Every day I buy a comic book, people are talking about the resurrection of Bruce Wayne, how there are clues in Crisis of Infinite Earths and various other DCU events that Grant Morrison retroactively mined for clues for his story. Please …. please. No longer than 2 years.
Take Captain America for example. Brubaker has did an incredible job with the change from Steve Rogers to Bucky Barnes. He took his time and for about 9 issues there was no Captain America character in the Captain America comic. 9 issues from the death in #25, Bucky did not become Cap and don his version of the uniform until #34. That’s almost a whole year, while Dick became Batman in 3. I’m not saying that DC should have done the same thing as Marvel with Batman. All I’m saying is that maybe if they let it sink in a bit longer – say another issue of Jason Todd as the gun totting Batman terrorizing Gotham – Dick finally taking up the mantle could have had more impact.
But 5 years of no Bruce Wayne? Definitely a no.
Now Kyle Rayner’s ‘death’ in GLC is really a question mark. Is my favorite GL really dead? If I hadn’t seen the whole BN cheklist from the beginning, I’d probably be swearing left, right, and center.
Reading through what’s been said though, there is one character that I don’t think anyone has mentioned and has been dead for about 5 years now. I give you a hint: Grant Morrison killed her at the end of his stint at Marvel (at least i think it was the end), and after all this time, it still works without her.
Furthermore, I think that however they bring back Bruce Wayne, it’ll probably feel disappointing. After years of build up…how could it live up to the hype. This compounded with Grant Morrison’s (and many writers these days) tendency to write for collected editions means that the story, taken in pieces, is just going to feel a little flat.
Even now, and I echo the sentiments you guys have about Batman and Robin, it’s just kinda, whatever, type of comics. I might just wait for the trade, I remember similar feelings about Morrision’s past run on Batman, but having read them as a collection, I think they’re brilliant.
I really can only think of two comics creators whose stories in single issues actually felt satisfying, Jeff Smith’s Bone, where I collected almost the last 20 issues, and Paul Popes THB, which almost never really comes out at all, so every issue is a rare treat, on top of being weirdly cool stories to begin with.
It saddens me that you guys expect Bruce back that quickly. We SHOULD be sad that Bruce is gone. It shouldn’t be an annoyance that he is dead. We shouldn’t just be looking at our watches waiting for the writers to bring him back to life. His death should bring about a genuine feeling of despair. BATMAN IS FRIKKIN’ DEAD GUYS! And before he comes back they need to make you guys (yeah especially you Ninja Dog) miss him.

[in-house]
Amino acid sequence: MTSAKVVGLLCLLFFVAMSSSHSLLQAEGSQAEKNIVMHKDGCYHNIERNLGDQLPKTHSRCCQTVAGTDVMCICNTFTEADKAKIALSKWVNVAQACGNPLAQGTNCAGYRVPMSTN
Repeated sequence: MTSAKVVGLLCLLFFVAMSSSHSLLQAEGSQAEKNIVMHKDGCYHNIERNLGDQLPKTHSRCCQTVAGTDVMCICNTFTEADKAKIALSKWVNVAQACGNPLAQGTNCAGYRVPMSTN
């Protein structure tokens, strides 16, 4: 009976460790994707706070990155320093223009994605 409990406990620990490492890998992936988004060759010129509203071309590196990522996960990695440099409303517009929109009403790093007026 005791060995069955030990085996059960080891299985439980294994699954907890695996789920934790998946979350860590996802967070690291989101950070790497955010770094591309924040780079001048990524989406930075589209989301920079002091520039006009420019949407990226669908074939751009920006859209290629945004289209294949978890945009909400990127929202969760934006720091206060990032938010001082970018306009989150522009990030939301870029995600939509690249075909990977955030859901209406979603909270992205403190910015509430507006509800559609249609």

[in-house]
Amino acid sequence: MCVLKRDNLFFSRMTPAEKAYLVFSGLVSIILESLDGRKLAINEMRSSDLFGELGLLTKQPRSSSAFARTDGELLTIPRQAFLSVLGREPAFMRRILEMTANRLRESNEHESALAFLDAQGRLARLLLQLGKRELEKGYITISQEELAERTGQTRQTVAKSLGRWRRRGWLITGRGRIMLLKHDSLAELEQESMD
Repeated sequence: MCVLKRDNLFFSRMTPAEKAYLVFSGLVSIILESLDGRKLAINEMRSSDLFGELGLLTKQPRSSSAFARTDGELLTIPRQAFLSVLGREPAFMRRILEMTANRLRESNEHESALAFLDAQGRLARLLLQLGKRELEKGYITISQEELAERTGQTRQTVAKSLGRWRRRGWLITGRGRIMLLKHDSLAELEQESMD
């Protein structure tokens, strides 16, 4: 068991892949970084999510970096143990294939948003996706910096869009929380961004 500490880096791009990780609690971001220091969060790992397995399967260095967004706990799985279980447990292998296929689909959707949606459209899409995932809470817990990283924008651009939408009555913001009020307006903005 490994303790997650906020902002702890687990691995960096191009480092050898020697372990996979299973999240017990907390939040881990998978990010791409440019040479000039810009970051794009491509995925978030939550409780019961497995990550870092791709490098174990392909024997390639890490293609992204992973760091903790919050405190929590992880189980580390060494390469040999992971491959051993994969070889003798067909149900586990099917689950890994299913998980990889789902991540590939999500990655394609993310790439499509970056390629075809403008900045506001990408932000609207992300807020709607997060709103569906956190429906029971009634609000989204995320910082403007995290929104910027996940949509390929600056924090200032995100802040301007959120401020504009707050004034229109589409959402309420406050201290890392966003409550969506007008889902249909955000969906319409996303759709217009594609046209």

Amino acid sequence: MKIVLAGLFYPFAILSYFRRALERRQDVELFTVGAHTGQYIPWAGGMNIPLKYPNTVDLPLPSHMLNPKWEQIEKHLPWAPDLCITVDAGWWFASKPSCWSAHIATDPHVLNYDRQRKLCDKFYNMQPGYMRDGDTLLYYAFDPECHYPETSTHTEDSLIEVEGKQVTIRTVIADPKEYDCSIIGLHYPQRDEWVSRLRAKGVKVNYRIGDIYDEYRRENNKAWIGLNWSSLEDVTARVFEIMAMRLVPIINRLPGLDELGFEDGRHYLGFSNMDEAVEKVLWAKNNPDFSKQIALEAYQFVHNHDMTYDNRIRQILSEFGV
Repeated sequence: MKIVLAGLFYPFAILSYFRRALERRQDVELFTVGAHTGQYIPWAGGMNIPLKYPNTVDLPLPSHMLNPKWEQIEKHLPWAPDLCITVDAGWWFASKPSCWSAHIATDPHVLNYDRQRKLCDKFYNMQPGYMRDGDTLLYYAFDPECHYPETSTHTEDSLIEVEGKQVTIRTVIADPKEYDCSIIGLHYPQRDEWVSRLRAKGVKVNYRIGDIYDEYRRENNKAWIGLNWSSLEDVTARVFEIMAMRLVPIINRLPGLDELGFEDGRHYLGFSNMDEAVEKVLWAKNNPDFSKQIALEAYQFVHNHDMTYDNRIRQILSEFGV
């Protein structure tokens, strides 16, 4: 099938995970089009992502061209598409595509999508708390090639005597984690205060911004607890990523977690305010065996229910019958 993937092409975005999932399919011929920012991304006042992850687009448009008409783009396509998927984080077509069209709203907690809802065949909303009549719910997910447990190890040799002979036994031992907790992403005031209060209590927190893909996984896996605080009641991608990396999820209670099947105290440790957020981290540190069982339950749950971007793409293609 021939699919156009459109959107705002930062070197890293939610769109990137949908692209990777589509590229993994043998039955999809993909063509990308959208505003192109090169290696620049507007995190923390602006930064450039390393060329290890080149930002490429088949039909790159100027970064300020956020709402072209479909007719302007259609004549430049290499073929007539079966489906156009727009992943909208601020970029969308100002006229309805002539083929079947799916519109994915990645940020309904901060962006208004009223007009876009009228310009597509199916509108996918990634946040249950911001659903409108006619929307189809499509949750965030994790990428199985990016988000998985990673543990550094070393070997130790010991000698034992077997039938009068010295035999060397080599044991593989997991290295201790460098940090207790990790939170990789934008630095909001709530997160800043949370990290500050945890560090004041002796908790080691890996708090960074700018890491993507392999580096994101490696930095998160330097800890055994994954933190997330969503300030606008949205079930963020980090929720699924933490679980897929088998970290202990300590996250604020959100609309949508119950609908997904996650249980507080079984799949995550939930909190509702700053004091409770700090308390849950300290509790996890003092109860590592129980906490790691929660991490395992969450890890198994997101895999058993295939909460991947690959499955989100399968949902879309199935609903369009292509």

But I’m more sad that I’m *not* , and I feel like time won’t foster the proper emotion in me. While his demise was poetically symmetrical in a way, it was also just another death. I think everyone here knows that death in comics is simply a binary state. Dead.Alive.Dead.Alive.
Even our superheroes are sort of in on the joke about death too…
In Identity Crisis Green Arrow summons the ghost of Hal Jordan, they have a bit of a chat, and before he leaves, GA asks, “soooo…when are you coming back?”. Jordan, as the Spectre, plays dumb at first, then gives a knowing little *wink* and says, “I’m working on it”. *wink wink*
In Infinite Crisis, the heroes gather on the moon while Superman delivers Martian Manhunter’s eulogy…everyone is in tears and Supes ends the scene with “…and let us pray, for a resurrection”. *wink wink, nudge nudge*
This is jaded curmudgeony comics fandom at it’s worst, but what does it say that the people in the comics itself are aware of how impermanent death is?
Everything about death in comics, and Batman’s, is symptomatic of a larger problem in comics, the lack of creativity and originality, but that’s a whole other issue. Believe me I wish it weren’t so, that I’d elicit some kind of emotional response from death in comics, but you know…Ouroboros.
The end result though, is that people just wait impatiently for comics to return back to the safe, save state. And why not? It’s preferable, and comforting, to have slightly predictable Real Batman stories than slightly predictable and disappointing Batwing stories.
Anyways, my favorite comics these days are bat issues. My next post I will post here will be a review of what I feel is the definitive Batman issue, and my favorite Batman comic of all time. Then I think I will post it on Ninja Dog Corps after it sees a few more posts from you guys